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British Railways (South Eastern & Chatham Railway design)
20-Ton "Shark" Ballast Plough Brake Van DS62864


SECR Shark ballast plough 62864

The Shark shortly after arrival at Horsted Keynes in 1996
Richard Salmon

Although built in 1949, the parentage of this vehicle goes back to pre-Grouping days. Drawings were prepared for this design as early as 1910! The South Eastern & Chatham Railway built the prototype (SECR 6330) in June 1914 at a cost of £545.

Why a "plough brake"?
When railway track is laid new, or re-laid, the track-bed is first prepared. This should have a relatively impervious (waterproof) flat, cambered surface which allows water to run off it into trackside ditches or drains. This prevents the ballast from becoming waterlogged, leading to damage to the track-bed and the sinking or "dipping" of the track.

The sub-ballast is laid out on this track-bed and levelled. This would have been delivered to site in shallow open wagons (like 567 in SECR days, 62002 in the SR period and Grampus wagons after Nationalisation). The LB&SCR initially used gravel dredged from the sea and landed at Newhaven. Branch lines and secondary routes like the Bluebell line were lightly laid and did not have much in the way of ballast under the sleepers. Other companies used quarried stone such as limestone or granite. The SECR used Kentish ragstone, which latterly came from a quarry at Allington, near Aylesford, Kent.

The sleepers were laid out on the sub-ballast, the rails fitted and connected and top-ballast (which prevents the track from moving sideways) placed. In 1910 the SECR ordered specially designed hopper wagons for this purpose. These could drop ballast on previously laid track at a controlled rate on either side of, or between, the rails. Our Dogfish (see DB983103) hoppers do the same job today.

Although the rate of dropping of the ballast was "controlled", the end result depended on the skill of the operators, the friction in the door control mechanism and the slow, steady speed of the train. Excessive ballast often ended up between the rails and had to be shovelled away by hand. Everything was done by hand, including the final levelling and packing of the finished track.

The ballast plough brake van was developed to reduce the labour (and thus the time taken) to do the job. Its heavy weight ensured that it could not be easily derailed by ballast on the rail head. Fitted with an internal handbrake, it could serve as the brake van on a train of ballast hoppers. It was also fitted with vacuum braking and could seat a number of Permanent Way Department staff while travelling to and from the work site. The ploughs were lowered, dependent on the direction of travel, by a man from the PW Dept operating two large handwheels inside the van. In the original design a pair of large oil lamps was provided in the roof to assist him at night.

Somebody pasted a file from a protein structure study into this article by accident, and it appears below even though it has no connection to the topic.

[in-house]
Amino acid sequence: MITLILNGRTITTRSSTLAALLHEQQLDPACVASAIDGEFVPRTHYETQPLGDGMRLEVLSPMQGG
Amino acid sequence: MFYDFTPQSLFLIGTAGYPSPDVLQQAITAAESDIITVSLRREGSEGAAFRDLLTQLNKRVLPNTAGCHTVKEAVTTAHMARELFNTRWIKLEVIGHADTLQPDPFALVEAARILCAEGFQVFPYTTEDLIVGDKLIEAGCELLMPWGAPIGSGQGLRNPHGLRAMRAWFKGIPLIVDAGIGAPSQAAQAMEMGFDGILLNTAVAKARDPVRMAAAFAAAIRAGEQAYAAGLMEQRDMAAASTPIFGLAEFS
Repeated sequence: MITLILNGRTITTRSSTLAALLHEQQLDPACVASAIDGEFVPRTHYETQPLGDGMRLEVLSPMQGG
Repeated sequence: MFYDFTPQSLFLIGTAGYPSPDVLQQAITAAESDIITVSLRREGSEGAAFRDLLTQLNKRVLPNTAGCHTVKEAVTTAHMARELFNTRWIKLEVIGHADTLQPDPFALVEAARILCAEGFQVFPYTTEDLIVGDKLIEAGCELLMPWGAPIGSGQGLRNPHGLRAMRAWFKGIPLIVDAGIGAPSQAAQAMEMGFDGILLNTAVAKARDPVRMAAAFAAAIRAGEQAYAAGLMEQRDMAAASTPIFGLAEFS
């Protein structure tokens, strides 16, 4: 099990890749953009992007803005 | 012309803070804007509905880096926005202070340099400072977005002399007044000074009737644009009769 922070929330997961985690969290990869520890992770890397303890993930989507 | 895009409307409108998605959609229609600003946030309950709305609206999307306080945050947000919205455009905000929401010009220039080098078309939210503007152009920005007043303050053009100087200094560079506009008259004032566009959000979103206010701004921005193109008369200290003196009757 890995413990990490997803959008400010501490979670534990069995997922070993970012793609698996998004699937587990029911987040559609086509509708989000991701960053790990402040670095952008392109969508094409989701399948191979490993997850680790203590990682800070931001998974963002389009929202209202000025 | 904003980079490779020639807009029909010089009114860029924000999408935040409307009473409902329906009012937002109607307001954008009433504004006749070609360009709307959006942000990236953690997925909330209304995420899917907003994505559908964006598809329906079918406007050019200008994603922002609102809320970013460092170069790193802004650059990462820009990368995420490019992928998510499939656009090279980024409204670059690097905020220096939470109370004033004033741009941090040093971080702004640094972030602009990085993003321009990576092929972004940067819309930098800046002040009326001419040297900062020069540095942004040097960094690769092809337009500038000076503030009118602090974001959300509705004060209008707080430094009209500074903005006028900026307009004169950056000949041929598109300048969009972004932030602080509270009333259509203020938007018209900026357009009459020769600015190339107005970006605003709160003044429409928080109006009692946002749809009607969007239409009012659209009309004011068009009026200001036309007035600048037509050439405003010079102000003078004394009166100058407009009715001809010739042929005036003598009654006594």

SECR 6330 became SR 62523. In 1932 the SR built three more (62030-62032) to the same basic design. Eight more (62857-62864) were ordered on 10th August 1945 to modified diagram number 1749. The most obvious difference was the lack of roof oil lamps. Order A3301 was however not completed by Ashford Works until April 1949, the year after the creation of British Railways.

"Shark" was the code used by BR to describe all its ballast plough brakes, and all the SR vehicle numbers were prefixed with a "DS". As built the ploughs were not suitable for use on lines electrified with a third rail. As more areas were electrified in the 1950s and 1960s the ploughs were modified, in an attempt to allow them to work without displacing the conductor rails; but this was not entirely successful. The vans therefore gradually migrated away from the Southern Region.

The introduction of BR's computer-based TOPS (Total Operations Processing System) saw the plough brakes coded ZUV (4-wheeled engineering vehicle, plough brake, vacuum fitted). In the course of time the work of ballast spreading was taken over out by specialist self-propelled machines called "regulators" and the Sharks became redundant, most being withdrawn when they needed repairs. Our example, DS62864, was acquired from Ipswich wagon repair depot in 1996, arriving on Bluebell on 30th May that year. It is at present awaiting full restoration.

Recommended reading:
An Illustrated History of Southern Wagons - Volume Three, by Messrs. Bixley, Blackburn, Chorley and King; published by The Oxford Publishing Company, 2000. ISBN 086093 4934.
An Illustrated History of Southern Wagons - Volume Four, by Messrs. Bixley, Blackburn, Chorley and King; published by The Oxford Publishing Company, 2002. ISBN 0 86093 564 7.

These books may be available from the Bluebell Railway shop.

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Last updated by Nick Beck, 17 January 2014.
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